Killing wimpy men in a chick film is lots of fun. "Hellcats
" (Ddeugeoun geotsi joa), a girls-only initiation drama, follows the feminist formula faithfully, but does not go the full nine yards; no guys ends up shot. Instead, the gals toy with the emasculated Korean men -- in and outside of bed.
The movie, to be released on Jan. 17, is chiefly concerned with the three representative women (or girls, if you like). The narrator is A-mi (Kim Min-hee
), a twenty-something screenwriter who has yet to create her debut feature, and struggles with a deadbeat boyfriend whose prospect as a professional rocker seems slim, at best.
And in the bit-mature, quasi-womanly stage is her big sister Young-mi (Lee Mi-sook
), a middle-aged, almost workaholic interior designer who gets entangled with a far younger boyfriend.
Making up the three-way girly scheme is Young-mi's daughter Kang-ae (Ahn So-hee
), a sexually confused high school girl who wants her boyfriend to act more manly -- for instance, by taking some romantic initiative, as with the much-anticipated First Kiss
" is director Kwon Chil-in
's latest feature following his groundbreaking girl-oriented "Singles"
(2003), a similar pattern is hardly surprising. What is unexpected, though, is the degree to which men's roles are diminished.
A-mi, for instance, keeps sleeping with her boyfriend Heung-soo, but she knows too well that this rocker-wannabe does not have any real chance to succeed in this tough world where there is no protection whatsoever for talentless men. A-mi willy-nilly stumbles into a better choice -- this time, a capable man named Seung-won (Kim Sung-soo
), who is an accountant for Deloitte's Seoul office. Except for this guy's dreadful sense of humor, A-mi vaguely assumes that her life would change for the better if she tied the knot with him.
But what really concerns her is neither of these men. She is, after all, an aspiring screenwriter, and she is determined to finish her first project, no matter what. When it comes to determination and toughness, A-mi is portrayed as a cinematic macho who used to be a hardcore chainsmoker, but resolutely quits cigarettes once she gets serious about her career -- a far stronger, almost traditional alpha male approach that is prominently lacking in the movie's male characters.
Young-mi is psychologically a big girl, too. She falls into a deep sense of loss and disappointment when she a callous (yes, male) doctor tells her that her menopause is the cause of her latest mood swings. Undaunted, she keeps her chin up, and tries not to lose her control when dealing with her sexual partner who wants to have an emotional tug of war.
Young-mi's cute daughter, Kang-ae, is depicted as a cute seductress. She wonders why her boyfriend has not attempted to kiss her in the past three years, and one of her close friends rightly suggests that he might be gay. Kang-ae is not a sit-and-wait type, so she sets up a private meeting, in her own house, and ventures to initiate what she thinks will be the most erotic moment in her life, only to find that something goes embarrassingly wrong.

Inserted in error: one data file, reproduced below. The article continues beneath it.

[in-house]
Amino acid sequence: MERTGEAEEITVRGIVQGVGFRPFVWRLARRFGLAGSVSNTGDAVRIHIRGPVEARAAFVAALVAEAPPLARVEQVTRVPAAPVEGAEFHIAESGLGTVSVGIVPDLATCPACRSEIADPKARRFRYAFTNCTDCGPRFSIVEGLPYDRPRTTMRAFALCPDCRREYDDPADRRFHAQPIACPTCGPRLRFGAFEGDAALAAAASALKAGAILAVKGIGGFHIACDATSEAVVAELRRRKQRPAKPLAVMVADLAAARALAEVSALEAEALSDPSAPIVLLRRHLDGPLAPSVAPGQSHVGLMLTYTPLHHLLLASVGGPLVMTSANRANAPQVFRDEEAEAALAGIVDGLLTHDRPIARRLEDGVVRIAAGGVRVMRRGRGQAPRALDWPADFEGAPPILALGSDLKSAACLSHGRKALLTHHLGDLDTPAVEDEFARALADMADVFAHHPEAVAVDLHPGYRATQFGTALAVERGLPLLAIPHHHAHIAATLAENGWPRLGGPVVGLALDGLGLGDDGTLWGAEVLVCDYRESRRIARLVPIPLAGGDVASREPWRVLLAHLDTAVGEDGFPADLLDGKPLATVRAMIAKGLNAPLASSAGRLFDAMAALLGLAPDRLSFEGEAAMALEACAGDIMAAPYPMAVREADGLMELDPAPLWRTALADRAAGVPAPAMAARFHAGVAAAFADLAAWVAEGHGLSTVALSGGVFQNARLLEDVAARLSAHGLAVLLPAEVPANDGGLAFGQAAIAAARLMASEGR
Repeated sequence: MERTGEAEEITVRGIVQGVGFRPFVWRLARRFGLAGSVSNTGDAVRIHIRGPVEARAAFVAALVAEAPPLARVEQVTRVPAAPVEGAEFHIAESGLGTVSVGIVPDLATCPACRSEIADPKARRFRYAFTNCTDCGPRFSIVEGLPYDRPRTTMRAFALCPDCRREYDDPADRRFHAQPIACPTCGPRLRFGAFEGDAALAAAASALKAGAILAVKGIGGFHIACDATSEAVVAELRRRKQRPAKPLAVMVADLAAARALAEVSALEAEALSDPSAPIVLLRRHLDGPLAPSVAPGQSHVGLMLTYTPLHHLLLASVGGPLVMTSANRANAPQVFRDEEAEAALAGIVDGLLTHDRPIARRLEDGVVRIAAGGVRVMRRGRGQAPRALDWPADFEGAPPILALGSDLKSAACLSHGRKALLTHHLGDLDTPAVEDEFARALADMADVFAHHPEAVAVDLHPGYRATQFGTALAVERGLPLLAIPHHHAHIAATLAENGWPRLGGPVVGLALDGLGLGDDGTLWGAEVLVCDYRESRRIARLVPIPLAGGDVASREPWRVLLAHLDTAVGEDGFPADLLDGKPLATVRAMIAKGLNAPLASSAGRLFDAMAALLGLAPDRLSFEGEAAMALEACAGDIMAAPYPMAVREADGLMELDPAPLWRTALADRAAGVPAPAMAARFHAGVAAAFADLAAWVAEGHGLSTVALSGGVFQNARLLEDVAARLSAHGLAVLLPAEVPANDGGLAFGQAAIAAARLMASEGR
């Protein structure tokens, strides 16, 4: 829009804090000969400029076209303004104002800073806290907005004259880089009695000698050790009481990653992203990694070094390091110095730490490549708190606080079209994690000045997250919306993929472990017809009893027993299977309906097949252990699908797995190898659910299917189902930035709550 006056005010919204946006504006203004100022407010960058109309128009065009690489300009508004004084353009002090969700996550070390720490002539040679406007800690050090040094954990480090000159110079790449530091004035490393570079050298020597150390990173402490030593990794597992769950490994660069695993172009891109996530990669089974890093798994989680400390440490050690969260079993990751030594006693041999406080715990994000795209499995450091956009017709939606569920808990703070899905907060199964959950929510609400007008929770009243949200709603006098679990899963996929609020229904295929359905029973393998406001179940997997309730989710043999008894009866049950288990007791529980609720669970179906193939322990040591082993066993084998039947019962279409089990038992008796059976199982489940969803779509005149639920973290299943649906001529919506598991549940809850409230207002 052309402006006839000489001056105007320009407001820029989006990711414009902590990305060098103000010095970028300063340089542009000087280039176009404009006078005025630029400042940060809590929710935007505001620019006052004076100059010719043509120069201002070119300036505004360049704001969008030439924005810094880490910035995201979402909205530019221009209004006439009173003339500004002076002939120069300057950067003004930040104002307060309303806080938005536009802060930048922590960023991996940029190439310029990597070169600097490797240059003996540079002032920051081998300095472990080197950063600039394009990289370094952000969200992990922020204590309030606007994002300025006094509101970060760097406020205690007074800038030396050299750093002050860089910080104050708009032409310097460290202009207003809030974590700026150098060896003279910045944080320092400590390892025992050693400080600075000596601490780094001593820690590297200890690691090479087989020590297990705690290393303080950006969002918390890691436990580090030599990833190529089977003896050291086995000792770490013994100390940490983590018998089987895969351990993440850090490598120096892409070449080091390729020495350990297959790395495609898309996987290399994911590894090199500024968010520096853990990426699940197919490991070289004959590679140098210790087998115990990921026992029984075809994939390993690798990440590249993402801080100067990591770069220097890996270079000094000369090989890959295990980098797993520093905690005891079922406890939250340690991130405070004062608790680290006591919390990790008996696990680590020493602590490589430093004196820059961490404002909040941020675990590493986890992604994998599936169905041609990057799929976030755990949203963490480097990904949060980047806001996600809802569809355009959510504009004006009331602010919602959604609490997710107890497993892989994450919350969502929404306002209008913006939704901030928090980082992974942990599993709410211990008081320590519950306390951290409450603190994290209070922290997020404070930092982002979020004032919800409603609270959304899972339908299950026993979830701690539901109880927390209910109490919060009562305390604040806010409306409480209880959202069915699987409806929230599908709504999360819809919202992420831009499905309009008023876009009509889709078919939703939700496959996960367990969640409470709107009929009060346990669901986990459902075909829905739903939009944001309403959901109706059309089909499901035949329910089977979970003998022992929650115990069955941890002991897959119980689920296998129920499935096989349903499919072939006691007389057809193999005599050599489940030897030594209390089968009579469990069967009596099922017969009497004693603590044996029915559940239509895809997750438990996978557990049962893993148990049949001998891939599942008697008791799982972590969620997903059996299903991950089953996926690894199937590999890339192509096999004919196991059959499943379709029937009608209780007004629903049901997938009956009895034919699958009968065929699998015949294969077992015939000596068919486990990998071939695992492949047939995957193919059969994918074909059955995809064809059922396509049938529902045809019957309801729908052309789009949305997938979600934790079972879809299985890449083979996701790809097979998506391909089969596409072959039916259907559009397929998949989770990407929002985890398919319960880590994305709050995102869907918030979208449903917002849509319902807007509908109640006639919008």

The movie's strengths largely lie in its single-handedly feminist approach, which highlight the emotional and sexual travails of female characters. Its weaknesses involve its monochromatic male characters who are no more than lame stereotypes.
Given that a growing number of women wield enormous influence in every sector of Korean society, from the court to big corporations to, well, the film industry, director Kwon's continued focus on the girls' cinematic growth is a welcome addition to the fast-increasing list of movies dedicated to women. Even though Kwon is not the sex of choice in the postmodern world, he knows how to plunder the new era of "girl power".
One of the notable changes, in terms of acting, comes from Kim Min-hee
. She seems quite believable as an open-hearted drunk at a bar who goes for a one-night stand, only to realize her mistake next morning, when she hurriedly picks up her clothes and heads for her home, struggling with a hangover. The movie's most compelling moment involves Kim's impassioned delineation of the central character going through various stages of her life -- especially her giving up certain things in favor of her dream and career.
, a veteran actress, gives a seasoned performance, bolstering this otherwise too-lighthearted fare. Lee's subtle facial expressions and suggestive moves overwhelm her counterpart, so much so that viewers may not care whether the man in question is not that bad, after all.
, who makes her big-screen debut, manages to showcase her innocent image. But most folks in the audience are likely to pay special attention to Ahn because she is the youngest member of the wildly popular female music group Wonder Girls, whose smash hit song "Tell Me" conquered the nation's pop charts in 2007.
The movie does not say or show anything about the traditional fatherly figure. Lee Mi-sook
's husband is missing on the screen; there is no meaningful explanation about him. Ahn So-hee
's father, in other words, disappeared a gone long time ago, and nobody seems to miss him. The sobering lesson for not-so-talented traditionally pretentious men is clear: In the age of Wonder Girls, it's time for men to reinvent themselves -- for instance, by playing a bit part in a chicks film like "Hellcats
By Yang Sung-jin